Heart-wrenching photos of families mourning loved ones lost in a South Korean ferry disaster capture what some experts say is a helpful process: group grieving.
At least 25 people are dead and 271 are missing from the sunken ferry, which was carrying 475 people.
More than 300 high school students were among the ferry’s passengers, prompting anger and heartache from crowds of inconsolable parents.
“The more similar the loss, the easier it is to share in a group,” said George Everly, a psychologist at Johns Hopkins Medical Center in Baltimore, Md. “But like most things, it’s a double-edged sword.”
While shared mourning can help families cope with an unfathomable loss, it can also amplify the grieving process, according to Everly.
“Those who share a similar loss can be a remarkable support to one another,” he said. “But in the acute phase, the grieving process can escalate by virtue of the group.”
Photos from the ferry disaster, like photos from the missing Malaysia Airlines flight, show families uniting in grief as well as outrage toward the authorities.
“Grieving is helped when there is an efficient and effective flow of information,” said Everly. “Grieving is not helped when there is potential human error that caused the loss.”
The cause of the capsized ferry is still unclear, but Coast Guard officials said the boat’s captain was among the first to escape the doomed vessel.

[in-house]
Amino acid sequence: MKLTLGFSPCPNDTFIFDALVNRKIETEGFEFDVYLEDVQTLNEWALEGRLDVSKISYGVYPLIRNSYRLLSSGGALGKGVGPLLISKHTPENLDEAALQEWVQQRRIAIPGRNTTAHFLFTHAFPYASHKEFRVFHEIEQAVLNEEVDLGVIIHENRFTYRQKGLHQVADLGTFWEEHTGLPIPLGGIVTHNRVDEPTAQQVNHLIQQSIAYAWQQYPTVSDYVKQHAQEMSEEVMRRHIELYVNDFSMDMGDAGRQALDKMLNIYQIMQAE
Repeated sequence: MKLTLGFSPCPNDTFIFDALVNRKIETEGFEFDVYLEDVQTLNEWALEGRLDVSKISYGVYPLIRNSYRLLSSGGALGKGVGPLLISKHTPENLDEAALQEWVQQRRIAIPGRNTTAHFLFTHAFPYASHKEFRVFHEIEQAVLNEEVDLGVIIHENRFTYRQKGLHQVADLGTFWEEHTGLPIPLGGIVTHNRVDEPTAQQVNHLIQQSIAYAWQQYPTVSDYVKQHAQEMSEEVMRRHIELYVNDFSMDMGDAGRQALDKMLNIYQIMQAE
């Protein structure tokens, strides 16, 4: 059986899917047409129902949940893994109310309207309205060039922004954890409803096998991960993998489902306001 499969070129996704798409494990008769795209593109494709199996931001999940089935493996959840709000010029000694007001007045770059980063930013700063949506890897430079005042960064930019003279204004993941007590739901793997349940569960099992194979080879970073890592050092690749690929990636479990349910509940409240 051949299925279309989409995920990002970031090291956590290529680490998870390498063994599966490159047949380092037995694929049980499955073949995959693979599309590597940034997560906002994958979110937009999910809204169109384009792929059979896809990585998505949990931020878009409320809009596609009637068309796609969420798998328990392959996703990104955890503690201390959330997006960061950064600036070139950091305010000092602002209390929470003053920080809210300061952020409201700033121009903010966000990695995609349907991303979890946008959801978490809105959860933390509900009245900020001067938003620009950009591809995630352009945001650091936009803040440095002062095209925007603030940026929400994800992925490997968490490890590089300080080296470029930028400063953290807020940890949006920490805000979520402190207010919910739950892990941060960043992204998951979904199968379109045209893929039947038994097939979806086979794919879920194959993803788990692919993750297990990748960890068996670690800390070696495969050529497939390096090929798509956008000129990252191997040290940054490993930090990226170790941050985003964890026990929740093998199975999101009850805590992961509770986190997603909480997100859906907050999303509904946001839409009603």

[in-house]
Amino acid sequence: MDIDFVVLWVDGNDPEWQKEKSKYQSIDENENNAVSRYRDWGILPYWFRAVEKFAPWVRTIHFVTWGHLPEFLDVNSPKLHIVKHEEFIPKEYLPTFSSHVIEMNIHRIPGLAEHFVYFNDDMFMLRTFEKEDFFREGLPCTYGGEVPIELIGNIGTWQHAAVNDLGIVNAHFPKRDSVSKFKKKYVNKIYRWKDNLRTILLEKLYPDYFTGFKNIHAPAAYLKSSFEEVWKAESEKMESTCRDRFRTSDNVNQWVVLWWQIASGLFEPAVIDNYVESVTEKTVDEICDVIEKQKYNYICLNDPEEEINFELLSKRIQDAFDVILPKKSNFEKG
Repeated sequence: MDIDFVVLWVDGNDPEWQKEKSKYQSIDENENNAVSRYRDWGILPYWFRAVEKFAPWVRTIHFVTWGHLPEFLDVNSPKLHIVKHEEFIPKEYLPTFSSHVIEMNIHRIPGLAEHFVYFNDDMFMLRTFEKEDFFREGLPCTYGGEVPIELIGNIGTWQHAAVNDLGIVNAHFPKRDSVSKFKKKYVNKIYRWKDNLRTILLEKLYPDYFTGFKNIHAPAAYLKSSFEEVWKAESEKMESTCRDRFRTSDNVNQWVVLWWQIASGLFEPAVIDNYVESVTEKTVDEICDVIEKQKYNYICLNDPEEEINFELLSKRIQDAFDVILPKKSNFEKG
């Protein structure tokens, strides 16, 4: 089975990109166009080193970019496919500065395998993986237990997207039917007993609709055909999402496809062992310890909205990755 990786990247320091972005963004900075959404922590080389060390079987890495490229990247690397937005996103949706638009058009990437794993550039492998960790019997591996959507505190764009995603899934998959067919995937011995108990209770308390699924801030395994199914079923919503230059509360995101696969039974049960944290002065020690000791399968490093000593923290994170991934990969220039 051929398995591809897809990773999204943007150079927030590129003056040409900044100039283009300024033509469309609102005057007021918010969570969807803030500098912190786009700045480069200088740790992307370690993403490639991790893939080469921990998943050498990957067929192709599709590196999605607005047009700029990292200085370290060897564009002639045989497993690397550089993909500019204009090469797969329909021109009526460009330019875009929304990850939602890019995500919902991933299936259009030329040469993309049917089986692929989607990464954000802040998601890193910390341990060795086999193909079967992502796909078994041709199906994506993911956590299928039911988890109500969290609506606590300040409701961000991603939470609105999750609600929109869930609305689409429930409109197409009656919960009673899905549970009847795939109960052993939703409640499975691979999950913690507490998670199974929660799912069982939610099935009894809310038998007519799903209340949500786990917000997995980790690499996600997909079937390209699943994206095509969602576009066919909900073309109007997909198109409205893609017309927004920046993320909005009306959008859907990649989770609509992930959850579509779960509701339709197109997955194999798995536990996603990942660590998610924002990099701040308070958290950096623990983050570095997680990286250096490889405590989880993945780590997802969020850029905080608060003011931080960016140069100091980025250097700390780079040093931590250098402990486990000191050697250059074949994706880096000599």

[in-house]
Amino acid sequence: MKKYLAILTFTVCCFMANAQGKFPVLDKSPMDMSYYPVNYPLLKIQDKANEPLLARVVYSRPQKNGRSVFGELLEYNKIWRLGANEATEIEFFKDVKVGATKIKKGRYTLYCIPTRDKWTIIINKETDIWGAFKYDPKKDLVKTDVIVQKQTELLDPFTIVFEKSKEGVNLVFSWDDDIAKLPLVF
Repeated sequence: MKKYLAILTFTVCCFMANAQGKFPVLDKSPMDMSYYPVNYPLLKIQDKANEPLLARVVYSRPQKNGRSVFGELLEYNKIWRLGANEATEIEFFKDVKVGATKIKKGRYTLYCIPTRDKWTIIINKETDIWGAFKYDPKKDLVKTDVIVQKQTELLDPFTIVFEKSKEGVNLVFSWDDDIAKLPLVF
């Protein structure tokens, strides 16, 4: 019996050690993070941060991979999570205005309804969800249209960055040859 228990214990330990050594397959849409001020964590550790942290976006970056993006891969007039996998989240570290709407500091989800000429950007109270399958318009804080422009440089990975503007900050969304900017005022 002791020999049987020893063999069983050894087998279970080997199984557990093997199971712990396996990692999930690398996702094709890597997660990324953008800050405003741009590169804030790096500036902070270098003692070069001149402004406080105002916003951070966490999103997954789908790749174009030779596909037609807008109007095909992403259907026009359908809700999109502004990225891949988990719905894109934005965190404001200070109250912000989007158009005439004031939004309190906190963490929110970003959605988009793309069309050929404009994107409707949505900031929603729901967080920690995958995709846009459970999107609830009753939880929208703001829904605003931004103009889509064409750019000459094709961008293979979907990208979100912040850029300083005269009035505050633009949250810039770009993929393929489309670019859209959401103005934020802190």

“I am really sorry and deeply ashamed,” 69-year-old Captain Lee Joon-seok said on Korean television today, his face covered by a gray hoodie.
Relatives of dead students sobbed as ambulances transported bodies from Mokpo, a city near the disaster, to Ansan, a satellite city of Seoul. Meanwhile, relatives of missing students, desperate for answers and hoping for a miracle, gathered at Danwon High School in Ansan for a candlelight vigil.
“The moment it happens, that loss becomes the center of your life,” said Everly. “A healthy grieving process is one that moves that loss from the center of your life to somewhere else.”
Groups can help with that process by gathering to remember those lost, Everly said, citing support groups for those who lost loved ones in Pan Am Flight 103 –- the Lockerbie disaster.
“They formed a special bond that I think was helpful,” he said. “Grief is better shared, as long as it doesn’t continue to escalate.”